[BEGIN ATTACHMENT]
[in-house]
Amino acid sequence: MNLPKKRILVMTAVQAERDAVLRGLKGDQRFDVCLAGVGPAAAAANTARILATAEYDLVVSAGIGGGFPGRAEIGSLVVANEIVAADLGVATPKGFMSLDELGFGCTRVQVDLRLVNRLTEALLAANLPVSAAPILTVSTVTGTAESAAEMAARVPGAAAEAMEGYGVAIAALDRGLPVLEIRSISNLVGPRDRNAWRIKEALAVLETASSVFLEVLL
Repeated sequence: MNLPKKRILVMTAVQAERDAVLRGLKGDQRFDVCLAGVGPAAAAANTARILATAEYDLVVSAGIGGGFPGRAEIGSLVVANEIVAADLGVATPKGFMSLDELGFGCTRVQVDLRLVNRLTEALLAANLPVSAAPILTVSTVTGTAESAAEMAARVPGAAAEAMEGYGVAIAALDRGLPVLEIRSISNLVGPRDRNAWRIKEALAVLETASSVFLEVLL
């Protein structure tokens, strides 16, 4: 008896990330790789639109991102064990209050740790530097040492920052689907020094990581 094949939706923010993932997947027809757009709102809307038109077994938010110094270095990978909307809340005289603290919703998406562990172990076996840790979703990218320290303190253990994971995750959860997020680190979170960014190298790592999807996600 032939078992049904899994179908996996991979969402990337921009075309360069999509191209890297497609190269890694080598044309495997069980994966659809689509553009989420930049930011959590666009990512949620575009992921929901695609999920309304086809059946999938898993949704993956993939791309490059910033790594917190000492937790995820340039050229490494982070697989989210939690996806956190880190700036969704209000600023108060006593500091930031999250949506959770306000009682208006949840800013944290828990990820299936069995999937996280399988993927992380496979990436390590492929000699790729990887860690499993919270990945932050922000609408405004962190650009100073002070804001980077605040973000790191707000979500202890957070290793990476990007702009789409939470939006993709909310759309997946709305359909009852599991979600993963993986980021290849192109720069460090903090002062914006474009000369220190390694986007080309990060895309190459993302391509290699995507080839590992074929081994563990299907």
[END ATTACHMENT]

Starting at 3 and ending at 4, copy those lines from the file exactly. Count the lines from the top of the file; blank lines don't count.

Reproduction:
Repeated sequence: MNLPKKRILVMTAVQAERDAVLRGLKGDQRFDVCLAGVGPAAAAANTARILATAEYDLVVSAGIGGGFPGRAEIGSLVVANEIVAADLGVATPKGFMSLDELGFGCTRVQVDLRLVNRLTEALLAANLPVSAAPILTVSTVTGTAESAAEMAARVPGAAAEAMEGYGVAIAALDRGLPVLEIRSISNLVGPRDRNAWRIKEALAVLETASSVFLEVLL
């Protein structure tokens, strides 16, 4: 008896990330790789639109991102064990209050740790530097040492920052689907020094990581 094949939706923010993932997947027809757009709102809307038109077994938010110094270095990978909307809340005289603290919703998406562990172990076996840790979703990218320290303190253990994971995750959860997020680190979170960014190298790592999807996600 032939078992049904899994179908996996991979969402990337921009075309360069999509191209890297497609190269890694080598044309495997069980994966659809689509553009989420930049930011959590666009990512949620575009992921929901695609999920309304086809059946999938898993949704993956993939791309490059910033790594917190000492937790995820340039050229490494982070697989989210939690996806956190880190700036969704209000600023108060006593500091930031999250949506959770306000009682208006949840800013944290828990990820299936069995999937996280399988993927992380496979990436390590492929000699790729990887860690499993919270990945932050922000609408405004962190650009100073002070804001980077605040973000790191707000979500202890957070290793990476990007702009789409939470939006993709909310759309997946709305359909009852599991979600993963993986980021290849192109720069460090903090002062914006474009000369220190390694986007080309990060895309190459993302391509290699995507080839590992074929081994563990299907």